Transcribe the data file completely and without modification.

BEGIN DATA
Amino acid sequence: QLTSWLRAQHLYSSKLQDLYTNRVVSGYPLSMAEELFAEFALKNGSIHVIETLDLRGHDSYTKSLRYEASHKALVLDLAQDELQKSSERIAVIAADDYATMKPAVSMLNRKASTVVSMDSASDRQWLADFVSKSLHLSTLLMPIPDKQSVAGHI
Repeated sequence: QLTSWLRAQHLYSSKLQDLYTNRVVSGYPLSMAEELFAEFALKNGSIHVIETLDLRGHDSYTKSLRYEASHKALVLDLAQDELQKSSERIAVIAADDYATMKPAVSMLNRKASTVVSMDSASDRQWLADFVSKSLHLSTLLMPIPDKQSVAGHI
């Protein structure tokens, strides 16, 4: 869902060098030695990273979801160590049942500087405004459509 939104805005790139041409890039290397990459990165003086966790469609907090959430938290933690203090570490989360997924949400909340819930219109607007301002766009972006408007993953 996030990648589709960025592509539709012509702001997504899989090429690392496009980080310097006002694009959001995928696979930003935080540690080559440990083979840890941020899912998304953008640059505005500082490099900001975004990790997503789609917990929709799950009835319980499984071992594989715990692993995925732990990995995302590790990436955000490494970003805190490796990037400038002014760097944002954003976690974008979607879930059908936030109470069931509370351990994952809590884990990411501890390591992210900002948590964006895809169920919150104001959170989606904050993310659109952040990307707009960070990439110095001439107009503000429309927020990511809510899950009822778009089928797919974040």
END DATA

Amino acid sequence: QLTSWLRAQHLYSSKLQDLYTNRVVSGYPLSMAEELFAEFALKNGSIHVIETLDLRGHDSYTKSLRYEASHKALVLDLAQDELQKSSERIAVIAADDYATMKPAVSMLNRKASTVVSMDSASDRQWLADFVSKSLHLSTLLMPIPDKQSVAGHI
Repeated sequence: QLTSWLRAQHLYSSKLQDLYTNRVVSGYPLSMAEELFAEFALKNGSIHVIETLDLRGHDSYTKSLRYEASHKALVLDLAQDELQKSSERIAVIAADDYATMKPAVSMLNRKASTVVSMDSASDRQWLADFVSKSLHLSTLLMPIPDKQSVAGHI
């Protein structure tokens, strides 16, 4: 869902060098030695990273979801160590049942500087405004459509 939104805005790139041409890039290397990459990165003086966790469609907090959430938290933690203090570490989360997924949400909340819930219109607007301002766009972006408007993953 996030990648589709960025592509539709012509702001997504899989090429690392496009980080310097006002694009959001995928696979930003935080540690080559440990083979840890941020899912998304953008640059505005500082490099900001975004990790997503789609917990929709799950009835319980499984071992594989715990692993995925732990990995995302590790990436955000490494970003805190490796990037400038002014760097944002954003976690974008979607879930059908936030109470069931509370351990994952809590884990990411501890390591992210900002948590964006895809169920919150104001959170989606904050993310659109952040990307707009960070990439110095001439107009503000429309927020990511809510899950009822778009089928797919974040």